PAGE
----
Jack and I arrived in Nameless Small City HANGRY. A breakfast bar each had sustained us through a fraught day of meeting deadlines progressing up the I-81 corridor.
Next door to the hotel sat a Ruby Tuesday. While we prefer more adventurous local eating, opportunity overcame adventure. We left bag and baggage in the car and went to eat before checking in. A nice relaxing meal would see us back to cheeriness.
Ever walk into a place and just SENSE that something was going wrong? We stood at the podium for a few minutes as red shirts (that’s what they wear, just so you know) went around, past, perhaps even over us. But never near us. We grew… annoyed. Meanwhile, the podium phone never stopped ringing.
Finally a little waitress with enormous glasses and a red ponytail came from the back and saw us. With a slightly guilty look, she picked up the phone, dropped it back into the cradle, asked if we’d been helped.
With a sad little nod she turned to another waitress and said, “Get a manager so I can get this computer open.” Then she picked up the ringing phone, said “stop” into the mouthpiece, and dropped it again.
We must have looked startled, because she gave an apologetic smile. “It’s an Ex. He won’t quit calling one of our waitresses.” She led us through to the bar and seated us in a booth near an emergency exit, filling us in on the angry ex as we walked.
She’d broken up with him but let him stay because he had nowhere to go, and he’d just told her he got another girl pregnant. His landlady girlfriend walked away from the conversation, all the way to work–with the keys to her truck in her pocket and he wanted the keys, as well as to talk to her. She didn’t understand, he was a nice guy, what was wrong with her not understanding him? Etc.
We rolled our eyes and pointed to the emergency exit. “He comes in, you let us know, ’cause we’re going out this door.”
Red (as we came to think of her) smiled as she handed us our menus. “Nah. We called the cops. They’ll arrest him if he shows up.” She glanced out the window. “Her mom’s out there now, too. Even though she threw Pam out of their home and that’s why she and this guy hooked up in the first place. Guess Pam’s mom feels guilty now. Finally.”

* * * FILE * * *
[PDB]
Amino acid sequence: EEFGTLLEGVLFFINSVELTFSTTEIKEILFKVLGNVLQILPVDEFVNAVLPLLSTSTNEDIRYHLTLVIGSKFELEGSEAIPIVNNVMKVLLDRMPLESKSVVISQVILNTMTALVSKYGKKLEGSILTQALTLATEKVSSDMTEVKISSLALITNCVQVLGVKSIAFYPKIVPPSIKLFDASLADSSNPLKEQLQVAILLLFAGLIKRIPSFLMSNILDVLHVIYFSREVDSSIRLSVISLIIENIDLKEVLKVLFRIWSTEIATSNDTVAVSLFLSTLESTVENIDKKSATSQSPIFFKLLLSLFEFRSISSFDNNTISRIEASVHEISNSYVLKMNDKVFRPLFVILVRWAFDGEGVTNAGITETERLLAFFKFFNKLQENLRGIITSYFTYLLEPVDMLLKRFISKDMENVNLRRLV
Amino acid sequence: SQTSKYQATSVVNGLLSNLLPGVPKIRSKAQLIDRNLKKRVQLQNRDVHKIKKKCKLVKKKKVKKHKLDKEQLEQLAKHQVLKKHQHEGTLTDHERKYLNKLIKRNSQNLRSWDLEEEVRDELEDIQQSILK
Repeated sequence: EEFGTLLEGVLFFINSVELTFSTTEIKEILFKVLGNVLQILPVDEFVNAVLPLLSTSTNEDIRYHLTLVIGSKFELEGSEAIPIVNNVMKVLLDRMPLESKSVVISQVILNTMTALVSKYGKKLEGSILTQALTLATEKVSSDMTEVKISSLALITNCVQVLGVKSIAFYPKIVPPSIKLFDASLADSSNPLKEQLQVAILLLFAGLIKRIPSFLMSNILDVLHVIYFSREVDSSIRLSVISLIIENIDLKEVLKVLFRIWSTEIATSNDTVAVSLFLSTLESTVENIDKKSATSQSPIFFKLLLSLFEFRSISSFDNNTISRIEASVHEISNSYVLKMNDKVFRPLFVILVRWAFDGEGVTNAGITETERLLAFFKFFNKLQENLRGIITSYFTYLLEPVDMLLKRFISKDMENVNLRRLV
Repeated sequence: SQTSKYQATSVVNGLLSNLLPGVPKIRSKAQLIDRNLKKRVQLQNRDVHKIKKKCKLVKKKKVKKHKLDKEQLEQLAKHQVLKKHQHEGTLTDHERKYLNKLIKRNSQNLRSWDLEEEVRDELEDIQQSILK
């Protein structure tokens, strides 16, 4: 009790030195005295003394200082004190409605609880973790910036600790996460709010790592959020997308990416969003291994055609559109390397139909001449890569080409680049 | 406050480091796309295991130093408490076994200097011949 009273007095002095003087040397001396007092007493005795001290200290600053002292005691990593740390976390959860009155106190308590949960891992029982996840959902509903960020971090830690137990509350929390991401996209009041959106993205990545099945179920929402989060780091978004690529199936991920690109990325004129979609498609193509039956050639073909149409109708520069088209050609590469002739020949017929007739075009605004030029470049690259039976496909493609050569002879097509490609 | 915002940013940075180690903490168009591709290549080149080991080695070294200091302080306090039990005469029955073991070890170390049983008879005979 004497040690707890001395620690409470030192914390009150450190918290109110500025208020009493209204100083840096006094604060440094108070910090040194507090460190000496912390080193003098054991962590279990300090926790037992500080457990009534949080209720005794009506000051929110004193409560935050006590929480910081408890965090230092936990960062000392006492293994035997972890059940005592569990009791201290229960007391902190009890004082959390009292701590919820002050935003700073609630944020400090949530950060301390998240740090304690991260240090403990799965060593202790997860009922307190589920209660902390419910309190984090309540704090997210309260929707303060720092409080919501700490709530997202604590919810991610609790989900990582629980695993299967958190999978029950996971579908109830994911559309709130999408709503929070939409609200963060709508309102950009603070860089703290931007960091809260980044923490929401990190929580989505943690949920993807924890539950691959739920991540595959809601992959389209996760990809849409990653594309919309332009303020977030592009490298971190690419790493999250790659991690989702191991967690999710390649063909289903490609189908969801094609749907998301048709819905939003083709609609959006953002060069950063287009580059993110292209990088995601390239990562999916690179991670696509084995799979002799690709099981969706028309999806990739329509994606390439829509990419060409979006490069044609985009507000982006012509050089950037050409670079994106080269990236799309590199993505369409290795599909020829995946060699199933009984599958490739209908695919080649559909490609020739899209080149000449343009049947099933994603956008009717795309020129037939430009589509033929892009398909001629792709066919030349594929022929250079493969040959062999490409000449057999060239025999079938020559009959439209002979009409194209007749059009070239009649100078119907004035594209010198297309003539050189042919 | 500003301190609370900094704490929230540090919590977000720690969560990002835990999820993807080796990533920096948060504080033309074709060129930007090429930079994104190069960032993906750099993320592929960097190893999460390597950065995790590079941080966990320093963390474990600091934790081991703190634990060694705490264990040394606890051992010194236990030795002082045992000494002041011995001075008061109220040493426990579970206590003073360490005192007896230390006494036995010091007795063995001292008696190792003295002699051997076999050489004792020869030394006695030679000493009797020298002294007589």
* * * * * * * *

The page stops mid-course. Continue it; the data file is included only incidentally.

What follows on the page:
Off she went to fetch our drinks. We were beginning to think we’d need them.
At the bar sat two hipsters, one in grey, one in neon green. Our first awareness of them was when Neon leaned across and belly surfed the bar, pointing out the next bottle he wanted. The bartender, about the same age as Red, rolled her eyes–and scratched her breast in a strategic location. Her shirt rode lower. Neon got off the bar and sat back down, entranced and compliant.
Hey, don’t judge. It worked for her.
Our food came, and with it more of the story. Ex was aggressive. Could we use the word abusive, I asked Red? She waggled her head. “Well, Pam has bruises sometimes. I told her she could come stay with me if her mom didn’t take her back in.”
Beside us the hipster brothers began yelling loudly at the game onscreen, something about who did and didn’t have balls. The patrons along the row of booths behind us began disappearing. Red noticed us noticing.
“They keep asking to get moved. Y’all are the only ones who haven’t complained about them.” Her eyes flicked behind her. I’ve never seen anyone point with a pony tail before, but Red could. I had the impression this kid could do a lot of things besides run Ruby Tuesday single-handed.
Despite her subterfuge, the boys seemed to sense they were now part of our conversation, because they began yelling for Red to come serve them something.
The scratching bartender appeared. This time, as she bared all in an effort to reach that pesky itch, there was no mistaking the offer being made. Even Neon Drunk got it. The pair headed for the parking lot.
Red smiled at us. “Dessert?”
Something in the way she stood, brave and vulnerable, made me reach out my hand and place it on her arm. “Are you okay? You seem awfully sensible. Do you know what to do if your friend needs help?”
Her answer: “I live out in the country, but I have a knife. If he shows up at my place, I’ll gut him.”
Yes, okay, but I’d been thinking more about women’s shelters and how to get baby formula, etc. Oh, that. No she didn’t know anything in the area.
I’m a member of an amazing group of non-profit directors working on everything from ending gerrymandering to safe housing. I got online and typed, “Long story short, our waitress needs a women’s shelter in Nameless Small City. I’ll google but what else do I need to know?” Five minutes later I had the name of the shelter and its director, plus a list of questions they would ask at intake.
These were passed to Red, who put the info into her phone. She was profuse in her thanks. We smiled at her in turn as through the door at the far end of the room Neon and the Scratcher returned, both having apparently satisfied their itch. Red did not look, but that child had eyes in the back of her head. She rolled them in dismissal.
“Thank you for being so nice,” she said. “Everybody else asked to leave.” She indicated the now empty section in which we sat.
I had to confess. “Just so you know, I’m a writer. And this is so going into a book or blog. No names, promise!” This I added as her eyes flew wide, then went to her name badge. “No one will know it was you, but thanks for helping your friend.”
“Thanks for helping me help her,” Red answered, and went into the kitchen. We never saw her again. The next night we visited Ruby Tuesday, but only Scratch was working. She laughed when she saw us.
“Figured we ran you off for good between those drunk boys and the boyfriend,” she said.
Nah, honey. Life is life. We all have ways of coping. Just don’t let yours land you in Red’s kitchen, looking for baby formula.